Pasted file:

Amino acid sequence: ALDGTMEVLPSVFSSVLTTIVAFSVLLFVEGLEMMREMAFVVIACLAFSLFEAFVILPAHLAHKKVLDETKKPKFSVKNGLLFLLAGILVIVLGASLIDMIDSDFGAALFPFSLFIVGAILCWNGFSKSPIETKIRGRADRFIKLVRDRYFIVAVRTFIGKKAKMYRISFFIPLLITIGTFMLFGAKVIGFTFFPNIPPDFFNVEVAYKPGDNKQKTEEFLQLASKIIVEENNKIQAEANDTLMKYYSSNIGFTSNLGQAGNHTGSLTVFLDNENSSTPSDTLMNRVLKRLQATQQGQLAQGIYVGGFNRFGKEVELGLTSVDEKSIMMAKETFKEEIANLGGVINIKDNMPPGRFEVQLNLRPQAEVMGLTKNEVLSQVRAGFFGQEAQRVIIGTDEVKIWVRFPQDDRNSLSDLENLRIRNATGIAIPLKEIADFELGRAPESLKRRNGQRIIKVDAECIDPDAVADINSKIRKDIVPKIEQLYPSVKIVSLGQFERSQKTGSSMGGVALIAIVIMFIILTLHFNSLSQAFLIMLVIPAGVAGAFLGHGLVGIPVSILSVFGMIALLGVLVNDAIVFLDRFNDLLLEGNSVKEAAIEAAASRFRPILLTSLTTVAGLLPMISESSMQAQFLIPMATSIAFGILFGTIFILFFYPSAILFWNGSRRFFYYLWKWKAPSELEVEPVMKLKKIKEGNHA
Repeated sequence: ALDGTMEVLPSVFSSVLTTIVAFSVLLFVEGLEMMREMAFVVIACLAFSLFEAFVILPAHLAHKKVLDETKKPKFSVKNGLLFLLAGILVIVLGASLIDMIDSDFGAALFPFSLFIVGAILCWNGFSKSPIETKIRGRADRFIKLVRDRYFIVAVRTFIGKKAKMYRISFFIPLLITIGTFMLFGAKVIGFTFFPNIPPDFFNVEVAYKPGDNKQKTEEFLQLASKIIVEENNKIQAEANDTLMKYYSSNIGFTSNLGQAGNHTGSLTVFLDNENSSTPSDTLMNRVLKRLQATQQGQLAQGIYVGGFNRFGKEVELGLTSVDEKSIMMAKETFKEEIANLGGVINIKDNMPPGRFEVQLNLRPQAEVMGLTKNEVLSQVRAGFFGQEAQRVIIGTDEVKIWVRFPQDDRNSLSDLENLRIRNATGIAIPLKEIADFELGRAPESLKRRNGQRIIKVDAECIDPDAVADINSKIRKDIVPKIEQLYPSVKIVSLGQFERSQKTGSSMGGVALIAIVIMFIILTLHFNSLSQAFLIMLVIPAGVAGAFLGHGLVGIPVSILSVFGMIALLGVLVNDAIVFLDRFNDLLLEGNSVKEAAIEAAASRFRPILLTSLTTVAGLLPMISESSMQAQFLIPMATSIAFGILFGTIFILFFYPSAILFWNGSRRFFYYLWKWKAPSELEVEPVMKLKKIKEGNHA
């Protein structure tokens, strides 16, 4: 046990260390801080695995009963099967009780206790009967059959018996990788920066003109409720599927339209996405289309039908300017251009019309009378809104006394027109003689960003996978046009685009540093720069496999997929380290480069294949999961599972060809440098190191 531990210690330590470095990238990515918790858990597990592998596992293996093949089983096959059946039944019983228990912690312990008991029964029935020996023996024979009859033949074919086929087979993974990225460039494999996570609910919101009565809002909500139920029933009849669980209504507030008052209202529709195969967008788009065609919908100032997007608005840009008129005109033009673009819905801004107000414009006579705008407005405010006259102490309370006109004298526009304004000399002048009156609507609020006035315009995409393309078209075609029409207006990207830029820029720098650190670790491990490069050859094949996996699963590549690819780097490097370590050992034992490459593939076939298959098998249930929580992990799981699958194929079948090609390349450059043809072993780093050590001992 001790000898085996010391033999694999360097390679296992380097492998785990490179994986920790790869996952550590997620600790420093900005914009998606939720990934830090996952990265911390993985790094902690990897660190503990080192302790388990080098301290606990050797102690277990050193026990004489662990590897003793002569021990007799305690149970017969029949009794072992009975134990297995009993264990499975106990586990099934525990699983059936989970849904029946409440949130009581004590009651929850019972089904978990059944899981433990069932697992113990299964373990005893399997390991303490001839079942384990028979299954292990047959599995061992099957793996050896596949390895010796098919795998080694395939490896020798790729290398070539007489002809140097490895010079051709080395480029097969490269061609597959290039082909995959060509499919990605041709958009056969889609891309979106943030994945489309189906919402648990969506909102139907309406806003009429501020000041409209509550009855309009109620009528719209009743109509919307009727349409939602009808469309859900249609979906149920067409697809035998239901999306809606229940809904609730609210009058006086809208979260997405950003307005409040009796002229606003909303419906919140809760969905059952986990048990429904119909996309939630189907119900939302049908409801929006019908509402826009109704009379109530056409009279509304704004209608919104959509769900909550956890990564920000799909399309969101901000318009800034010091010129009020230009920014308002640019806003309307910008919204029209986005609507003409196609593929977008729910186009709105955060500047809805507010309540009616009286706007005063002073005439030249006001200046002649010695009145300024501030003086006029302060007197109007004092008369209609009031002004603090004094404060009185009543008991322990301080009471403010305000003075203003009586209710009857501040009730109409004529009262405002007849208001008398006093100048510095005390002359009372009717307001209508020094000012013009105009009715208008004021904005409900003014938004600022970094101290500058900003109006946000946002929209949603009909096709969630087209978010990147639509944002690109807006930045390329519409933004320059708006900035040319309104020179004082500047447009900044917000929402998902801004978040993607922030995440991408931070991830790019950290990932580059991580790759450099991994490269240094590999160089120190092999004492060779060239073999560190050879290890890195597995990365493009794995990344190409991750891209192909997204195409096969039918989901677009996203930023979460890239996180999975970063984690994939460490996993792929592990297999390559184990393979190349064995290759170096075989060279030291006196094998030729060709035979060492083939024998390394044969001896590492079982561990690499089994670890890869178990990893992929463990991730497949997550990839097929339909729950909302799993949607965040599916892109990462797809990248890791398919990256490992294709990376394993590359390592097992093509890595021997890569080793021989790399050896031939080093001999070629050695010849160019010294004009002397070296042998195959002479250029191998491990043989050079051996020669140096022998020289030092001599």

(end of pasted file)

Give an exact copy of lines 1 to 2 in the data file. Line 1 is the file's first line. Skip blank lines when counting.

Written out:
Amino acid sequence: ALDGTMEVLPSVFSSVLTTIVAFSVLLFVEGLEMMREMAFVVIACLAFSLFEAFVILPAHLAHKKVLDETKKPKFSVKNGLLFLLAGILVIVLGASLIDMIDSDFGAALFPFSLFIVGAILCWNGFSKSPIETKIRGRADRFIKLVRDRYFIVAVRTFIGKKAKMYRISFFIPLLITIGTFMLFGAKVIGFTFFPNIPPDFFNVEVAYKPGDNKQKTEEFLQLASKIIVEENNKIQAEANDTLMKYYSSNIGFTSNLGQAGNHTGSLTVFLDNENSSTPSDTLMNRVLKRLQATQQGQLAQGIYVGGFNRFGKEVELGLTSVDEKSIMMAKETFKEEIANLGGVINIKDNMPPGRFEVQLNLRPQAEVMGLTKNEVLSQVRAGFFGQEAQRVIIGTDEVKIWVRFPQDDRNSLSDLENLRIRNATGIAIPLKEIADFELGRAPESLKRRNGQRIIKVDAECIDPDAVADINSKIRKDIVPKIEQLYPSVKIVSLGQFERSQKTGSSMGGVALIAIVIMFIILTLHFNSLSQAFLIMLVIPAGVAGAFLGHGLVGIPVSILSVFGMIALLGVLVNDAIVFLDRFNDLLLEGNSVKEAAIEAAASRFRPILLTSLTTVAGLLPMISESSMQAQFLIPMATSIAFGILFGTIFILFFYPSAILFWNGSRRFFYYLWKWKAPSELEVEPVMKLKKIKEGNHA
Repeated sequence: ALDGTMEVLPSVFSSVLTTIVAFSVLLFVEGLEMMREMAFVVIACLAFSLFEAFVILPAHLAHKKVLDETKKPKFSVKNGLLFLLAGILVIVLGASLIDMIDSDFGAALFPFSLFIVGAILCWNGFSKSPIETKIRGRADRFIKLVRDRYFIVAVRTFIGKKAKMYRISFFIPLLITIGTFMLFGAKVIGFTFFPNIPPDFFNVEVAYKPGDNKQKTEEFLQLASKIIVEENNKIQAEANDTLMKYYSSNIGFTSNLGQAGNHTGSLTVFLDNENSSTPSDTLMNRVLKRLQATQQGQLAQGIYVGGFNRFGKEVELGLTSVDEKSIMMAKETFKEEIANLGGVINIKDNMPPGRFEVQLNLRPQAEVMGLTKNEVLSQVRAGFFGQEAQRVIIGTDEVKIWVRFPQDDRNSLSDLENLRIRNATGIAIPLKEIADFELGRAPESLKRRNGQRIIKVDAECIDPDAVADINSKIRKDIVPKIEQLYPSVKIVSLGQFERSQKTGSSMGGVALIAIVIMFIILTLHFNSLSQAFLIMLVIPAGVAGAFLGHGLVGIPVSILSVFGMIALLGVLVNDAIVFLDRFNDLLLEGNSVKEAAIEAAASRFRPILLTSLTTVAGLLPMISESSMQAQFLIPMATSIAFGILFGTIFILFFYPSAILFWNGSRRFFYYLWKWKAPSELEVEPVMKLKKIKEGNHA